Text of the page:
4. Will we get the same instructor and car for each lesson?
  5. How long is each lesson? Can we choose how long the sessions last?
  6. Can we get post-test training such as night-time driving lessons?
  7. Can we change instructors if we want?
  8. Where will my child have their lessons?
  9. Do we know someone who has recently passed the test and could recommend an instructor or a school?

You can supplement professional lessons with practice in the family car, but please do check our advice on supervising a learner driver before doing so.

The theory & hazard perception test

Before a learner can take their practical test they must pass the theory test. Book via the official website at gov.uk/book-theory-test. To take the test a learner will need to go to a suitable centre where they’ll be allocated a booth with a computer, along with instructions on how to use it. They will work their way through both parts of the test (multiple-choice questions then the hazard perception section) before being given the results for both tests at the end of the session. To give your learner driver the best chance of passing, encourage them to take the theory test seriously – they won’t be able to bluff their way through it. As of 2014 it is now a requirement for candidates to be either an English or Welsh speaker. Interpreters are no longer permitted.

There’s a stack of aids to help learners get through their theory test. Of course apps are the favoured approach in the current market and here are some of the best apps on the market:

  • THE OFFICIAL DVSA THEORY TEST KIT – Because this was created by the same people who set the theory and practical driving tests, you’re not going to find a more useful app, and at £4.99 it’s also something of a bargain.
  • DRIVING TEST SUCCESS – Practise every official revision question from the DVSA. Available on iOS, Android, Kindle, BlackBerry and Windows Phone. View the full range of apps at theorytestapp.co.uk.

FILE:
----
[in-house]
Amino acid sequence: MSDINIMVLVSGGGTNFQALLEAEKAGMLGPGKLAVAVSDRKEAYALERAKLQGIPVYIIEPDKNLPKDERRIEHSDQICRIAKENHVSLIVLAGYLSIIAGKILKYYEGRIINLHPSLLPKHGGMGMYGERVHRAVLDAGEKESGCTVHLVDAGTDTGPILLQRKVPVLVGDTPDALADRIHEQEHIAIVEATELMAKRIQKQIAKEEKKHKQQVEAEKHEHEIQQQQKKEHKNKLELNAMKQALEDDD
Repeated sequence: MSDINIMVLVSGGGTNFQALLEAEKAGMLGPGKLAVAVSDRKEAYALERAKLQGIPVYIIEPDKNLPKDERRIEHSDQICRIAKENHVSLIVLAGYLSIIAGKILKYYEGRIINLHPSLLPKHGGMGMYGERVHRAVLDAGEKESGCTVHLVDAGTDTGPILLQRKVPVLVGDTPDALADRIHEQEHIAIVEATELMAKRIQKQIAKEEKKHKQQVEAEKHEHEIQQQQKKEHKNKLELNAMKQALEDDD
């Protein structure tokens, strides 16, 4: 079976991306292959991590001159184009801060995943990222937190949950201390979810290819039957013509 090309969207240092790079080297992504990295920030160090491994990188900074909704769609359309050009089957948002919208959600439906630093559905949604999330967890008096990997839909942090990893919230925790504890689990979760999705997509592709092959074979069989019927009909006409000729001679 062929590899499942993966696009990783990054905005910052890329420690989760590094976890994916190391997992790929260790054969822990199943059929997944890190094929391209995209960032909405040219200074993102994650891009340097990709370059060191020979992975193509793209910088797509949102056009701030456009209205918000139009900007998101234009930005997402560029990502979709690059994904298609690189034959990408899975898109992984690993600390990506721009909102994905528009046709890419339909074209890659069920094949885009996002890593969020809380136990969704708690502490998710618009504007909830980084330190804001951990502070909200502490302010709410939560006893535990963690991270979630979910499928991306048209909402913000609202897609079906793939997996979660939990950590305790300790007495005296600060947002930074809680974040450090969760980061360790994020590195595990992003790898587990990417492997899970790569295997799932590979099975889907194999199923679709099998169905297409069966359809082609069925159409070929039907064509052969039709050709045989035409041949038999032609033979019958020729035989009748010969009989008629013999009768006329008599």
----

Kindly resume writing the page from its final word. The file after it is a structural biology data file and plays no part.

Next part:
What does the practical test involve?

Once your learner driver has passed their theory test, they’ll be itching to move on to the practical test.

We’ve broken down the key things to be aware of, to make sure you can support someone going through this journey:

  • The pass mark: your child must make no more than 15 driving faults and no serious or dangerous faults.
  • .
  • The length of the test:  expect the practical test to take around 40 minutes.
  • The costis £62 on weekdays, and £75 during the evening, at weekends or on bank holidays. You’ll also likely have to pay to use your driving instructor’s car during this time and at least an hour before.
  • Book their test online at gov.uk/book-driving-test to avoid admin fees, which might be charged by thirrd-party websites. It will only take you a few minutes.

 

Give yourself the best opportunity to showcase your skills and pass the test with our Practical Test Checklist:

  • A positive attitude: an instructor wouldn’t encourage your child to take the test if they weren’t ready, so tell them to believe in their driving abilities.
  • Good timekeeping: allow plenty of time for your child to reach the test centre. Stress levels will go through the roof if running late.
  • Their provisional licence: how hard would you and your child kick yourselves if they turned up without their provisional licence? Remind them to take their theory test pass certificate too.